2017 Little Giraffe Foundation Neonatal Grant Awards

After long deliberations, Little Giraffe Foundation voted to fund 17 initiatives for 2017, totaling over $41,000 – 3 Neonatal Research Grants to forward medical care for premature babies and 14 NICU Support Grants designed to improve the lives of the families and babies in the NICU.

 

Neonatal Research Grants

Boston Children’s Hospital, Harvard Medical School, Boston, MA - $10,000 Awarded

Research: Assessing the immunomodulatory capacity of mesenchymal stem (stromal) cell derived-exosome subtypes in models of bronchopulmonary dysplasia

Gareth R Willis, PhD – PI, Fellow – postdoctoral, Division of Newborn Medicine and Department of Pediatrics, Boston Children’s Hospital, Harvard Medical School

With no effective single therapy to prevent or treat bronchopulmonary dysplasia (BPD), a multifactorial chronic lung disease of preterm infants, the need for new therapies is urgent. BPD impacts the pulmonary and overall health of ~15,000 premature infants in the United States annually. It occurs predominantly in preterm infants receiving oxygen therapy and mechanical ventilation, and is characterized by lung growth arrest, diminished alveolar and blood vessel development and impaired pulmonary function, which collectively contributes to life-long cardio-respiratory morbidity. Our preliminary data has found that a bolus dose mesenchymal stem (stromal) cell-exosomes (MSC-exos) provide drastic histological and functional improvements in an established preclinical model of BPD. The overarching goal of this proposal is to support the preclinical development of MSC-exo therapeutics for the treatment of BPD. Specifically, the objective of is to: (i) isolate the bioactive exosome subtype (ii) explore therapeutic mechanism(s)-of-action (iii) demonstrate immunomodulatory / therapeutic actions of MSC-exo subtypes in vivo. Our working hypothesis is that MSC-exos (specifically the TSG101/Alix enriched MSC-exo subtype), through immunomodulatory pathways that dampen lung inflammation, inhibit the development of lung vascular and parenchymal injury. To test this hypothesis, we aim to isolate and characterize MSC-exo subtypes, and test their therapeutic and immunomodulatory effects in vivo using an established mouse model of BPD.

 

The Children’s Mercy Hospital, Kansas City, MO - $10,000 Awarded

Research: ITGB2 (Integrin β2) Immunomodulatory Gene Variants in premature infants with Necrotizing Enterocolitis

Lovya George, MD – PI, Division of Neonatology, Department of Pediatrics, Children’s Mercy Hospital, Kansas City, MO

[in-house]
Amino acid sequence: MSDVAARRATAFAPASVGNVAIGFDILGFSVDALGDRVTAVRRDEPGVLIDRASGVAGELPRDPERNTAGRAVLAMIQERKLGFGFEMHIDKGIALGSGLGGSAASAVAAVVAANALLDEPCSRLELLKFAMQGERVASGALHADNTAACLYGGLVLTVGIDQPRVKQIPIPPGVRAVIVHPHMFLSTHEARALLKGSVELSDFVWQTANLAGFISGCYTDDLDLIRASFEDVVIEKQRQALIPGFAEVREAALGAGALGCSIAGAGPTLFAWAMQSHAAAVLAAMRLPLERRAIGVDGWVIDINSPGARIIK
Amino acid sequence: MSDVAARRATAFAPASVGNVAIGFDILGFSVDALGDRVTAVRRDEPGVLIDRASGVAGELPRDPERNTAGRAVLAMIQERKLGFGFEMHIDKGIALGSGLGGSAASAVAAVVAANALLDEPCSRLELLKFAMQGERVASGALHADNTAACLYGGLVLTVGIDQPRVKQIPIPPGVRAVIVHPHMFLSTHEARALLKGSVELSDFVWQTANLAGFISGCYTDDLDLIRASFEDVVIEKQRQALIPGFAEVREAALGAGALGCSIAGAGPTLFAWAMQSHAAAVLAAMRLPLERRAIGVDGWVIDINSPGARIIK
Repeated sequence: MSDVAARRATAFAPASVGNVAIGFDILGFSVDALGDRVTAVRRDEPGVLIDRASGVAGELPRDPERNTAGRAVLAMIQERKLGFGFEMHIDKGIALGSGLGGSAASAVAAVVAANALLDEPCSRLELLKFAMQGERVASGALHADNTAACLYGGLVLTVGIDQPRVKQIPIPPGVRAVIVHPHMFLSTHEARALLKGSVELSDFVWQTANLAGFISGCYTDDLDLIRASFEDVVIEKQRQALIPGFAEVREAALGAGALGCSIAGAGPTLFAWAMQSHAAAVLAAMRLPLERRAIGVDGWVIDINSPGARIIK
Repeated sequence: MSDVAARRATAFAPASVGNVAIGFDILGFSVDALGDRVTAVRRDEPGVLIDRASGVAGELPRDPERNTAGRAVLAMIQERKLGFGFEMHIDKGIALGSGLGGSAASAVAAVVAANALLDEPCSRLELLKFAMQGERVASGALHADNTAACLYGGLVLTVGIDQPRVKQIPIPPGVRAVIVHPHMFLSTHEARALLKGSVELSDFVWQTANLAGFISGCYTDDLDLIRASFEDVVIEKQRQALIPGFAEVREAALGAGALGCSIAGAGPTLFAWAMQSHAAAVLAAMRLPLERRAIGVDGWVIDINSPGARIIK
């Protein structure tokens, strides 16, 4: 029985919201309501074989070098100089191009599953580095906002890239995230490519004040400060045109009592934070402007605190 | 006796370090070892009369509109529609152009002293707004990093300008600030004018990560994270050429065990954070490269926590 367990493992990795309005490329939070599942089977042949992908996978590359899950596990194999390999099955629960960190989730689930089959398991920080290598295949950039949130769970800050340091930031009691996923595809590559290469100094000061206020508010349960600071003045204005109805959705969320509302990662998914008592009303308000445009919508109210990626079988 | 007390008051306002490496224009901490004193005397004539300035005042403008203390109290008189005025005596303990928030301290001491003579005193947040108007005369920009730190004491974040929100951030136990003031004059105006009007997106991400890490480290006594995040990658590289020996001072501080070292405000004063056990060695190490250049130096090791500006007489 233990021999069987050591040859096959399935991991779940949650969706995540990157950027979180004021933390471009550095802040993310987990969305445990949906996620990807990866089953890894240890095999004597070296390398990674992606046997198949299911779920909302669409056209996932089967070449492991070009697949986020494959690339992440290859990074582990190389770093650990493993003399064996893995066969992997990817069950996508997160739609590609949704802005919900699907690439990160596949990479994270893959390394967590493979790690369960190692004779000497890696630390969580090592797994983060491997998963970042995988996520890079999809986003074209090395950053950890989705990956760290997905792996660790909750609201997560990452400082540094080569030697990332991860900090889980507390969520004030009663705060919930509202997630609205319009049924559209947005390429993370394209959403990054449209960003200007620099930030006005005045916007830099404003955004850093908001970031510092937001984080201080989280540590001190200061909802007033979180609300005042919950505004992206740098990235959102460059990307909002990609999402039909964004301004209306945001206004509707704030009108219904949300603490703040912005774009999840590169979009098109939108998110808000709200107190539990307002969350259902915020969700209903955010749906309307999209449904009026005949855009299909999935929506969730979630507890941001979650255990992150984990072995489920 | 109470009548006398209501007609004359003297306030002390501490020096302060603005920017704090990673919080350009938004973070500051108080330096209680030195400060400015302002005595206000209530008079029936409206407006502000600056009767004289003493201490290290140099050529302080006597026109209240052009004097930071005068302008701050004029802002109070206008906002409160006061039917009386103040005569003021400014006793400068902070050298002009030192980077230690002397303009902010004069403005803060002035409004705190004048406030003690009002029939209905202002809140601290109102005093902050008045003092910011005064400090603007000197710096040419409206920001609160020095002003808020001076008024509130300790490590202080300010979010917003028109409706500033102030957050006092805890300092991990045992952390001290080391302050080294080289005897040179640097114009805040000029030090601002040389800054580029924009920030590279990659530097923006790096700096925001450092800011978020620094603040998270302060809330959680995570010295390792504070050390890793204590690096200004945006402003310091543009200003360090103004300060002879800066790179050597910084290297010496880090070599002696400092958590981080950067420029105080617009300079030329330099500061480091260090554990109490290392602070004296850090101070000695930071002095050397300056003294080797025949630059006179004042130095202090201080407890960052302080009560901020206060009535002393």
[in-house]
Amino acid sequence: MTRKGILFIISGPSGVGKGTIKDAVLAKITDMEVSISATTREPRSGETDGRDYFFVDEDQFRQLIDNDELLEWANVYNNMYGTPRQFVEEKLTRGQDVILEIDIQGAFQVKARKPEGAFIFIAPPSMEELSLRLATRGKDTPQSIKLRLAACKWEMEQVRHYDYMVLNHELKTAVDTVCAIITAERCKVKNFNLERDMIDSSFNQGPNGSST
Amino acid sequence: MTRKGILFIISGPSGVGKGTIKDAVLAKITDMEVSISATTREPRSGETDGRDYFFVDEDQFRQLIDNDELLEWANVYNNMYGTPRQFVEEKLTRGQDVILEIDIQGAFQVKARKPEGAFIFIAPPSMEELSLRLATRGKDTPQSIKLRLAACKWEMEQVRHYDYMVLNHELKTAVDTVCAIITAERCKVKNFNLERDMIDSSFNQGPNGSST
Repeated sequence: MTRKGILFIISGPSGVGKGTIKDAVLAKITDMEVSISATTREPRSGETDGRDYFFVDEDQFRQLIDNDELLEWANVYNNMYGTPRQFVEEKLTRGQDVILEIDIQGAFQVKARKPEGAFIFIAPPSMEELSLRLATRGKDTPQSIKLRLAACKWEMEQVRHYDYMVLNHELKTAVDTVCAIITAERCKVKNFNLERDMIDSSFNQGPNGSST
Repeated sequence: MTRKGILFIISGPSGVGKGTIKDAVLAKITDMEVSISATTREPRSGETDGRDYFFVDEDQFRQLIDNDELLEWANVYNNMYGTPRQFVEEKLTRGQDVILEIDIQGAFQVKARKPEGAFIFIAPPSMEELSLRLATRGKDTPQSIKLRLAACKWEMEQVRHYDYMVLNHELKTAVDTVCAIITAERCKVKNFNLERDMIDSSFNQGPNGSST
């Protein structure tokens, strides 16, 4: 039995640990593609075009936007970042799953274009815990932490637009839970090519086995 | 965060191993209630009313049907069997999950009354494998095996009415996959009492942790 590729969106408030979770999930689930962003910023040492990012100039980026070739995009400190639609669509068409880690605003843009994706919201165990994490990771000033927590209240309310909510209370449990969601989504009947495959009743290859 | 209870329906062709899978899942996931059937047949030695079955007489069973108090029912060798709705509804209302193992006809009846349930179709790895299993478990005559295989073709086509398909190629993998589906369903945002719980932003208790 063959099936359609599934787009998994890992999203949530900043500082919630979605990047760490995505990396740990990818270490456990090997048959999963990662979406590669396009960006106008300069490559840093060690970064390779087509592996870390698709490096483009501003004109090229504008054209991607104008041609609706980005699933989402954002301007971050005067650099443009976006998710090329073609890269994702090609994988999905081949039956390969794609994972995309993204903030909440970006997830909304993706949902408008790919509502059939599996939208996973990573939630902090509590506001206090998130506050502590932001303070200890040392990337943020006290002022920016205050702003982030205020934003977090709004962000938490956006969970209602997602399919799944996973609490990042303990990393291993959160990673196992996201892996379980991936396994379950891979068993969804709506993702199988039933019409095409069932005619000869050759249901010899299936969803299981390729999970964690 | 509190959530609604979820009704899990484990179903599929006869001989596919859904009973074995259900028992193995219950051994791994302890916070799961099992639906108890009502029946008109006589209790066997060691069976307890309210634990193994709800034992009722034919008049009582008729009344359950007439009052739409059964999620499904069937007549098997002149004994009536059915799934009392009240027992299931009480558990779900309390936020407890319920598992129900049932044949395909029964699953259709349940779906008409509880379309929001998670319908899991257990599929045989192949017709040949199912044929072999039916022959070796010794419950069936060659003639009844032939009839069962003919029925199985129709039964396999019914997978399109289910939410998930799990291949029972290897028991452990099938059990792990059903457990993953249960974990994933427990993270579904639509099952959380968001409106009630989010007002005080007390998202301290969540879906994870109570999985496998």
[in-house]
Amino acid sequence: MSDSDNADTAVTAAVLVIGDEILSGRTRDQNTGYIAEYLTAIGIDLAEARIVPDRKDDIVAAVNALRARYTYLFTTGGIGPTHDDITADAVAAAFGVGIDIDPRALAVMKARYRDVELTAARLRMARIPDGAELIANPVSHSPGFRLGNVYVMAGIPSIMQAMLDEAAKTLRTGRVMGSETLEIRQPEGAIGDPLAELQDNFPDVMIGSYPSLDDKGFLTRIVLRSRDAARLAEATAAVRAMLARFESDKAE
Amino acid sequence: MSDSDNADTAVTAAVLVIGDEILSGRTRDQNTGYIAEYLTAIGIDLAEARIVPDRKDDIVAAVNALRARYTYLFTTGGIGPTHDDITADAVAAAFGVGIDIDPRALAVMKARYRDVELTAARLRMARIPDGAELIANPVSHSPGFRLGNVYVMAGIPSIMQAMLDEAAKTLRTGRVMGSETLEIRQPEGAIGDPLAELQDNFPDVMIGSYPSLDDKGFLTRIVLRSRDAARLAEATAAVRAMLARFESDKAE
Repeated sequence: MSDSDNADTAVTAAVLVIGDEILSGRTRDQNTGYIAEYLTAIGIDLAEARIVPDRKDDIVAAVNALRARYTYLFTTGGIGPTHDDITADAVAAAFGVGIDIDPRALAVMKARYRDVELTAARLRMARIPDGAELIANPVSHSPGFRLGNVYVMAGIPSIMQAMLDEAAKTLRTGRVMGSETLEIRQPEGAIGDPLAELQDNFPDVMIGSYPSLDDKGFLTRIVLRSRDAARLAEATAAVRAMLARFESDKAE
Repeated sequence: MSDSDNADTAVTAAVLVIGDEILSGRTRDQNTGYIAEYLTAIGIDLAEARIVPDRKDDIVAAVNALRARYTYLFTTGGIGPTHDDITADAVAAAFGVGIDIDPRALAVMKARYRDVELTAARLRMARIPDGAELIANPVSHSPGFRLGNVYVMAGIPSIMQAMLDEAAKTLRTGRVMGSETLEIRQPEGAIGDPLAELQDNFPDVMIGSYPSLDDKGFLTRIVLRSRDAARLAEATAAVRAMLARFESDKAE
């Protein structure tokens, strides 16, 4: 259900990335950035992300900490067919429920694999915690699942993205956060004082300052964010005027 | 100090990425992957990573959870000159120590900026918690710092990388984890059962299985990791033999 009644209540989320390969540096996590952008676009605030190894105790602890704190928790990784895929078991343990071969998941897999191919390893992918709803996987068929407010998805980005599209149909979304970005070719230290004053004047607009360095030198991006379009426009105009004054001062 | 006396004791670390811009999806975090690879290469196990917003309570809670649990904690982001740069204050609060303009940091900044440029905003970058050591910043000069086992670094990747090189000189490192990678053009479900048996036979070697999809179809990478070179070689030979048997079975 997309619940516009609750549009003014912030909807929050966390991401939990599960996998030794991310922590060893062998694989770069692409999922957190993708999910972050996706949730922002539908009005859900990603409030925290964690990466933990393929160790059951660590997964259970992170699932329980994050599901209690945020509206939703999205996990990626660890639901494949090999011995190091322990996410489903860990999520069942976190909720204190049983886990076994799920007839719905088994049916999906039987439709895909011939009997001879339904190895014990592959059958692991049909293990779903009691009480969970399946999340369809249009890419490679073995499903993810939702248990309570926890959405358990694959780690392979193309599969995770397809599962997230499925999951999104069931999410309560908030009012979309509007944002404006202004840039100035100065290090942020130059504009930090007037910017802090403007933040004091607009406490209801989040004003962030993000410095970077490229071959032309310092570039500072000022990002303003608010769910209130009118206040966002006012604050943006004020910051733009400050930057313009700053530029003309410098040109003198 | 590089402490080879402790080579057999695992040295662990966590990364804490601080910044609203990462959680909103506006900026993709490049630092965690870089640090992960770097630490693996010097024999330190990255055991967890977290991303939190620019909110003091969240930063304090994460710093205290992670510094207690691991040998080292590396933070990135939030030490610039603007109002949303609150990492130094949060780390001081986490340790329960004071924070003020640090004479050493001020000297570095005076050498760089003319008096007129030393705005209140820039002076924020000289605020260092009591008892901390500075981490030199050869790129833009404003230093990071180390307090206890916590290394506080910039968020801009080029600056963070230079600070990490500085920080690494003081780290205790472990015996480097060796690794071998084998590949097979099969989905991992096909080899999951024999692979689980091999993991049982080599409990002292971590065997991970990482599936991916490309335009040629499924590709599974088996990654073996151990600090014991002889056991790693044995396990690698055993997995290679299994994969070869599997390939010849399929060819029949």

Venkatesh Sampath, MD – Mentor and Co- PI, Department of Pediatrics, Children’s Mercy Hospital, Kansas City, MO

Necrotizing enterocolitis (NEC) is a devastating intestinal disease in premature infants with a mortality of 20 - 35%1. The NICHD estimates that NEC affects about 9,000 out of the 480,000 infants born preterm each year in the United States and is the leading cause of death in this population2. Despite extensive research, outcomes of NEC have remained unchanged over the last three decades. The total annual cost of caring for infants with NEC in the United States is estimated at $500 million to $1 billion3. A Critical gap in knowledge that has limited our ability to decrease NEC mortality is incomplete understanding of how it develops and why it affects only a select few infants. Although NEC is a multi-factorial disease, known risk factors cannot fully account for the variability in susceptibility to NEC. This has led to the recognition that genetic factors play a role in NEC susceptibility. Studies have shown that genetic variation in immune genes that regulate intestinal responses to gut microbiota can modulate the risk of NEC4-6. Toll like receptor (TLR) proteins regulate immune responses to bacteria in the gut and are critical for maintenance of bacterial tolerance. TLR4 is a ligand for bacterial lipopolysaccharide (LPS). There is increased expression of TLR4 in the premature intestine and activation of TLR4 by enteric bacteria, known to be a central event in NEC pathogenesis7, leads to increased epithelial injury and reduced epithelial repair. Animal studies suggest that loss of TLR4 signaling protects against experimental NEC. Our lab has published data on SIGRR (Single Immunoglobulin Interleukin-1 Related Receptor) gene variants that may increase susceptibility to NEC through loss of inhibition of TLR4- mediated inflammation5 and TLR genetic variants NFKB1 and NFKB1A which are associated with NEC6.